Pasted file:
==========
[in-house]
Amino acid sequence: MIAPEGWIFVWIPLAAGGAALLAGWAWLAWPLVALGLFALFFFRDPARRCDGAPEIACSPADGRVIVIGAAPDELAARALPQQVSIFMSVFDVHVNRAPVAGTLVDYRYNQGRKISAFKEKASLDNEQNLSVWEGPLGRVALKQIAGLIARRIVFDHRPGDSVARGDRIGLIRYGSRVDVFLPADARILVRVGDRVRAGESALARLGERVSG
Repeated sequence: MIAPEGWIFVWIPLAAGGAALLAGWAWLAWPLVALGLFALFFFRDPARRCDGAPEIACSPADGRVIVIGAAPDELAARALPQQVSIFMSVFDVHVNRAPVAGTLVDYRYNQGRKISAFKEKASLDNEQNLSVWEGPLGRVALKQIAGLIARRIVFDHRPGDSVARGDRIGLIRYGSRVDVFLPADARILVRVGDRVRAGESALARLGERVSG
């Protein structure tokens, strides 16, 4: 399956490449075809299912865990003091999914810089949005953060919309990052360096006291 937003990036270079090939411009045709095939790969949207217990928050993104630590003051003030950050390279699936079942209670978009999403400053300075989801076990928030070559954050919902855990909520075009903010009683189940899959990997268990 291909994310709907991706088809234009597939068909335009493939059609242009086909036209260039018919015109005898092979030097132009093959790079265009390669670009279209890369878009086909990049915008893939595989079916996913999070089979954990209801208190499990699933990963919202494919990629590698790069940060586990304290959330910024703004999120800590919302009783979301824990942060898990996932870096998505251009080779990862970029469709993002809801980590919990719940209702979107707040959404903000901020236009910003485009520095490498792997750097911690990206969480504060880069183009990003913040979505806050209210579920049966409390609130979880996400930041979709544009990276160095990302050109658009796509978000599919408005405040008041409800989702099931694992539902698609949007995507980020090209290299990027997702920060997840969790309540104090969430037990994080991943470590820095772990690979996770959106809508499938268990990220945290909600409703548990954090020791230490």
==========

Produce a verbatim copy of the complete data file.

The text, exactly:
[in-house]
Amino acid sequence: MIAPEGWIFVWIPLAAGGAALLAGWAWLAWPLVALGLFALFFFRDPARRCDGAPEIACSPADGRVIVIGAAPDELAARALPQQVSIFMSVFDVHVNRAPVAGTLVDYRYNQGRKISAFKEKASLDNEQNLSVWEGPLGRVALKQIAGLIARRIVFDHRPGDSVARGDRIGLIRYGSRVDVFLPADARILVRVGDRVRAGESALARLGERVSG
Repeated sequence: MIAPEGWIFVWIPLAAGGAALLAGWAWLAWPLVALGLFALFFFRDPARRCDGAPEIACSPADGRVIVIGAAPDELAARALPQQVSIFMSVFDVHVNRAPVAGTLVDYRYNQGRKISAFKEKASLDNEQNLSVWEGPLGRVALKQIAGLIARRIVFDHRPGDSVARGDRIGLIRYGSRVDVFLPADARILVRVGDRVRAGESALARLGERVSG
């Protein structure tokens, strides 16, 4: 399956490449075809299912865990003091999914810089949005953060919309990052360096006291 937003990036270079090939411009045709095939790969949207217990928050993104630590003051003030950050390279699936079942209670978009999403400053300075989801076990928030070559954050919902855990909520075009903010009683189940899959990997268990 291909994310709907991706088809234009597939068909335009493939059609242009086909036209260039018919015109005898092979030097132009093959790079265009390669670009279209890369878009086909990049915008893939595989079916996913999070089979954990209801208190499990699933990963919202494919990629590698790069940060586990304290959330910024703004999120800590919302009783979301824990942060898990996932870096998505251009080779990862970029469709993002809801980590919990719940209702979107707040959404903000901020236009910003485009520095490498792997750097911690990206969480504060880069183009990003913040979505806050209210579920049966409390609130979880996400930041979709544009990276160095990302050109658009796509978000599919408005405040008041409800989702099931694992539902698609949007995507980020090209290299990027997702920060997840969790309540104090969430037990994080991943470590820095772990690979996770959106809508499938268990990220945290909600409703548990954090020791230490």